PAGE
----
Once upon a time, the Thames-side town of Maidenhead was an alternative destination to Monte Carlo or Park Lane for wealthy pleasure-seekers. Reggie de Veulle, glimpses of whose character and exploits are visible in the posts below, was said to have attached himself to one such host for a season that came to an abrupt and scandalous end.
According to ‘Reggie Lindsay’, de Veulle’s barely-disguised avatar in the 1912 novel Les Fréquentations de Maurice, the host spent £300 on a ‘chic soirée’ complete with a Gypsy orchestra, Japanese lanterns in the garden, and orchids throughout. As an enthusiastic cross-dresser, he took similar trouble over his outfit, greeting the forty fashionable guests Reggie had invited in a blue chiffon gown with antique lace trimmings and a four-metre train. After supper, he tossed flowers, fruits and coins to the locals who had gathered to listen to the revels. Stones started to fly through the windows and the police intervened; Reggie made his escape by boat.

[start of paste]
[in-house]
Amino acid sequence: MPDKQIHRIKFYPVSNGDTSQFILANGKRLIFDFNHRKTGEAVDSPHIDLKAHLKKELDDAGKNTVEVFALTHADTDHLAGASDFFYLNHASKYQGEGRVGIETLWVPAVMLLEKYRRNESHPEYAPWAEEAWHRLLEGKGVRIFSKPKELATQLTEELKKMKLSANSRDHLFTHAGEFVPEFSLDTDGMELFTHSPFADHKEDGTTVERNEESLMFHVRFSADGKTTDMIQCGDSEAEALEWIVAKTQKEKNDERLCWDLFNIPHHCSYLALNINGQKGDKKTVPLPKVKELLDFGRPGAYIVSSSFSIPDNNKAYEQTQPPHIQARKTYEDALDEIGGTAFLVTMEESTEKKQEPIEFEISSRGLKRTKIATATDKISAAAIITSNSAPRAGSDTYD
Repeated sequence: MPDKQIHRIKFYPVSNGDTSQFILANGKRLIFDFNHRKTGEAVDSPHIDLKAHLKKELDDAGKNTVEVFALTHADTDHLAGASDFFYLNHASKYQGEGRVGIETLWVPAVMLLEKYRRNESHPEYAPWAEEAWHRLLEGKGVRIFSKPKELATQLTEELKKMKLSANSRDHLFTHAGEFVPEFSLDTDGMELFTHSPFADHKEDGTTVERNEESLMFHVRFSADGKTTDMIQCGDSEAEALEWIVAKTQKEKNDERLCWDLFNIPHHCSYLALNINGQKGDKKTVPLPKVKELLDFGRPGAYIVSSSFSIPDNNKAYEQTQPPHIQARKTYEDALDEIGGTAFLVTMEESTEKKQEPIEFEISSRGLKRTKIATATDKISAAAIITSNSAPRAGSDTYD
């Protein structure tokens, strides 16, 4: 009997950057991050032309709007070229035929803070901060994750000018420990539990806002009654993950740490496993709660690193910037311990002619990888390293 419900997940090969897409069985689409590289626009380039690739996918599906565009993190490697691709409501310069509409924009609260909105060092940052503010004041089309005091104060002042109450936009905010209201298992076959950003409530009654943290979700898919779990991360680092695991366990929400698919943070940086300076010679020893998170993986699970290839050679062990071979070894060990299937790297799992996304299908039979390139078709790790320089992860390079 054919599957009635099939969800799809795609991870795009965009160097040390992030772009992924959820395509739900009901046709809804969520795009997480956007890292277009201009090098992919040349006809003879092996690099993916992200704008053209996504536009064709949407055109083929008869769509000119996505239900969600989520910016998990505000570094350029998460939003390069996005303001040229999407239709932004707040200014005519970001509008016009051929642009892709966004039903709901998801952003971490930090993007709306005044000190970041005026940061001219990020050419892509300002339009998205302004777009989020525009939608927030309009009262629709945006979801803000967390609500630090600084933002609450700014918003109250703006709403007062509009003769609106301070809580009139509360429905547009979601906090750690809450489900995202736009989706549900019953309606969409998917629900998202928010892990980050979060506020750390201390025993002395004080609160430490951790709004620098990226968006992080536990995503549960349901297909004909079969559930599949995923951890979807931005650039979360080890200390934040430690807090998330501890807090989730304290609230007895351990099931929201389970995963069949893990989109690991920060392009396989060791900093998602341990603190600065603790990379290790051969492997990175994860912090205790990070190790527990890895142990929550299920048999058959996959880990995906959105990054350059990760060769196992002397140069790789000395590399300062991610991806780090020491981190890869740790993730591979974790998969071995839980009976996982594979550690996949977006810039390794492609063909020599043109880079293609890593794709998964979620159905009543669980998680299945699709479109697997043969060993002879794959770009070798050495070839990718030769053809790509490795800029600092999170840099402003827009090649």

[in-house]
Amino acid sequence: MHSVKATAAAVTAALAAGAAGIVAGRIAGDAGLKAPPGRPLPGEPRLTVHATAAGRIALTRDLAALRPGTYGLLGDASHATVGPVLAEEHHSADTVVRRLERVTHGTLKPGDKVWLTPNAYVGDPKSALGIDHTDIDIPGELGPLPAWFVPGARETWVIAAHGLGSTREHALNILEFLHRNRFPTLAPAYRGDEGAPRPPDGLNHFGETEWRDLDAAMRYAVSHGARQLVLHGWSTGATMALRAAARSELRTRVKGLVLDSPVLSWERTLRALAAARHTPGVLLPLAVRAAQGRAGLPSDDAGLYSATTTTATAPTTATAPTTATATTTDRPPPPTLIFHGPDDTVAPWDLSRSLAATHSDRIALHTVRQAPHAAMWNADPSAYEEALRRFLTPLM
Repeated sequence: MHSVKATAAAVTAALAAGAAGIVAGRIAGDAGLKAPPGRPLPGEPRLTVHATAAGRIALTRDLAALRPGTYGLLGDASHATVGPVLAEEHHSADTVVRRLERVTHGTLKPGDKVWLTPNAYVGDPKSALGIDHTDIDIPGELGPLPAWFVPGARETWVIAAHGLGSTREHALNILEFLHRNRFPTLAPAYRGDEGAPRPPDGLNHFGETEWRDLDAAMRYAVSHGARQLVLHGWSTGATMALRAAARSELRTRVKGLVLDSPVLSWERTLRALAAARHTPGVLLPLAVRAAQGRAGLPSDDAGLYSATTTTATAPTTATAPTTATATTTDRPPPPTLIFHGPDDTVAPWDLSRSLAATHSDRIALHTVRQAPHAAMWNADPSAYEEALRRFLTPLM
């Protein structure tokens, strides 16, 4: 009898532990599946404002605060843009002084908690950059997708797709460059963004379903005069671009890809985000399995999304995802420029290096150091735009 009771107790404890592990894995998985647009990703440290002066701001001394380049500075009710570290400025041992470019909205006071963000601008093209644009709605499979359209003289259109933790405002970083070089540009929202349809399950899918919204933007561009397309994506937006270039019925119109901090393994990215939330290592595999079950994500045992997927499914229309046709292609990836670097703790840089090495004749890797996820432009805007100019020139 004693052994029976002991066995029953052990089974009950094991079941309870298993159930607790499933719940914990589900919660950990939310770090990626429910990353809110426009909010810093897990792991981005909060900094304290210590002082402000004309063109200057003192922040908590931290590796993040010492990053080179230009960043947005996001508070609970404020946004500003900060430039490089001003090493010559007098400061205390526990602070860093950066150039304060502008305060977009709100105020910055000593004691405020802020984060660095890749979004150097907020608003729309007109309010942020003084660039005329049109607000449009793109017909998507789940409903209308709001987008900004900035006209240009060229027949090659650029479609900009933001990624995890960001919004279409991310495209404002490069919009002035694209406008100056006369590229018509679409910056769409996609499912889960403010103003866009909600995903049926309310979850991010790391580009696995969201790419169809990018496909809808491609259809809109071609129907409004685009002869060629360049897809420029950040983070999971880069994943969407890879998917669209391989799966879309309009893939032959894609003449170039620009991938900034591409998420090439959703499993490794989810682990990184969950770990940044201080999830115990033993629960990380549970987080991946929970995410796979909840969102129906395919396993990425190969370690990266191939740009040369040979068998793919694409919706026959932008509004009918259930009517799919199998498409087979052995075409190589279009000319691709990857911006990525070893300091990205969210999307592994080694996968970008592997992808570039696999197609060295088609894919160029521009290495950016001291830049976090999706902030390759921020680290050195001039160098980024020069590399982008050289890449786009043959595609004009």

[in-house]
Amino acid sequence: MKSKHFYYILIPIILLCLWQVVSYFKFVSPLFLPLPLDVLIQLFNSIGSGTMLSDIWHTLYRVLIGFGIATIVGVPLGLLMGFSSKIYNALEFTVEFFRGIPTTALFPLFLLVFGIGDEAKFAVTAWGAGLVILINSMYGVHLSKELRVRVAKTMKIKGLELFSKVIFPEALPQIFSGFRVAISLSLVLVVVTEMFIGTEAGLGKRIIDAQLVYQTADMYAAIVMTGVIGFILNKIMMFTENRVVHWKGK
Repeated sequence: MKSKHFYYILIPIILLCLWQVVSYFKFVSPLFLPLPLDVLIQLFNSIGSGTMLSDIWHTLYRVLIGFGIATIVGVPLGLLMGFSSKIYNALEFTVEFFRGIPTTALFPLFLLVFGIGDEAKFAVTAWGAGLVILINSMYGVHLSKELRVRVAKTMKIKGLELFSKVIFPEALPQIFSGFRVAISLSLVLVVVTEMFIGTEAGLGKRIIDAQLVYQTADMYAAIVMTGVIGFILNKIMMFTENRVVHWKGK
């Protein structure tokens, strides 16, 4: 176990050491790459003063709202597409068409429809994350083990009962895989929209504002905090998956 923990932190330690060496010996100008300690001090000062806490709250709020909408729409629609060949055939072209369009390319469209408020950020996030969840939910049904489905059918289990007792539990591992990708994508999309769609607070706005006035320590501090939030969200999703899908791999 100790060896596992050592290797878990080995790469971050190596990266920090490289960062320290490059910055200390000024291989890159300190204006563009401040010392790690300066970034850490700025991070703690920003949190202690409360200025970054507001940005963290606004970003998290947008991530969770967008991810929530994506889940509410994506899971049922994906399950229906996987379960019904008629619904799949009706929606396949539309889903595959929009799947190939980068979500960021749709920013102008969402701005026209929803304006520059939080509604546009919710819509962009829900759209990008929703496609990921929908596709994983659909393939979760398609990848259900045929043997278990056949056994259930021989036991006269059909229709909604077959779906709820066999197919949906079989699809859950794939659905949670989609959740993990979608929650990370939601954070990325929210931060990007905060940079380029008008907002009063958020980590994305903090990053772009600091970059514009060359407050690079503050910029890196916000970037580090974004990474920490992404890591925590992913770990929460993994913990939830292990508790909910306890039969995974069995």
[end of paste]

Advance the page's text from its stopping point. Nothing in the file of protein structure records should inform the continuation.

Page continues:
Reggie admitted his anxiety that his ‘uncle’ Alec would be angry with him over the episode – but he didn’t admit that, as rumour had it, he himself had been in drag. When that came up, he whisked his guests out of the door with uncharacteristic alacrity.
It’s rather satisfying for me to be able to report this after more than twenty years wondering where the tale was hidden; and that it was in the British Library all along. It’s equally pleasing that Reggie claimed the incident had been reported at length, with all the names, in two periodicals. The story is still to be continued.